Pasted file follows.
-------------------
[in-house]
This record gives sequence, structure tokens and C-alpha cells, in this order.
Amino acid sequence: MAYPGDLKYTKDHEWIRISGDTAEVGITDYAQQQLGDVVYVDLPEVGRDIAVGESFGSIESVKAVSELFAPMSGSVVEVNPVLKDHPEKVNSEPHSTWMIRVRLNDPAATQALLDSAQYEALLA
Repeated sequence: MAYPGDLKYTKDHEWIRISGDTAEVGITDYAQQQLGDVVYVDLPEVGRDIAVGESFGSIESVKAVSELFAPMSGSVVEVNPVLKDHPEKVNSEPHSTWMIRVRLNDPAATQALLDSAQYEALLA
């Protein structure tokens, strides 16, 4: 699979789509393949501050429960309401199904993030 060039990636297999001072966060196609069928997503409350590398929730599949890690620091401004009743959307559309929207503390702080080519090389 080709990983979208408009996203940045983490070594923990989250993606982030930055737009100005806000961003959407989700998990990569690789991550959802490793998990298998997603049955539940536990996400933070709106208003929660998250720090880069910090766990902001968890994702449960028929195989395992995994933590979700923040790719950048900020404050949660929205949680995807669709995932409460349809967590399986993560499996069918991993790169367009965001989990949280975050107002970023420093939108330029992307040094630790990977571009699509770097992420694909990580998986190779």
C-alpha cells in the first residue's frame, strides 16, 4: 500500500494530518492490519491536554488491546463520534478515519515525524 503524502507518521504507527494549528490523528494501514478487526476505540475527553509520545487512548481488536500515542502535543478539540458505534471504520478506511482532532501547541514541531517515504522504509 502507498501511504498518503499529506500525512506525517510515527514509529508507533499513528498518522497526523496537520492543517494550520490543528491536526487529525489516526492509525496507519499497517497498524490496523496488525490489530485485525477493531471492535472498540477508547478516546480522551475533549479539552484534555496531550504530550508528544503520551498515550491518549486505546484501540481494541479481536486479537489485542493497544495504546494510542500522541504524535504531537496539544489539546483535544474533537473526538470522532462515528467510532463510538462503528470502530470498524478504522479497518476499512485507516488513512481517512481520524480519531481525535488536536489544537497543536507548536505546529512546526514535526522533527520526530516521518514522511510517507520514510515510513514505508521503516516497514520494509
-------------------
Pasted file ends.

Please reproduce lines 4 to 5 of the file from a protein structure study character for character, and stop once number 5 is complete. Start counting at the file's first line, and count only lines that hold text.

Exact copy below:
Repeated sequence: MAYPGDLKYTKDHEWIRISGDTAEVGITDYAQQQLGDVVYVDLPEVGRDIAVGESFGSIESVKAVSELFAPMSGSVVEVNPVLKDHPEKVNSEPHSTWMIRVRLNDPAATQALLDSAQYEALLA
């Protein structure tokens, strides 16, 4: 699979789509393949501050429960309401199904993030 060039990636297999001072966060196609069928997503409350590398929730599949890690620091401004009743959307559309929207503390702080080519090389 080709990983979208408009996203940045983490070594923990989250993606982030930055737009100005806000961003959407989700998990990569690789991550959802490793998990298998997603049955539940536990996400933070709106208003929660998250720090880069910090766990902001968890994702449960028929195989395992995994933590979700923040790719950048900020404050949660929205949680995807669709995932409460349809967590399986993560499996069918991993790169367009965001989990949280975050107002970023420093939108330029992307040094630790990977571009699509770097992420694909990580998986190779």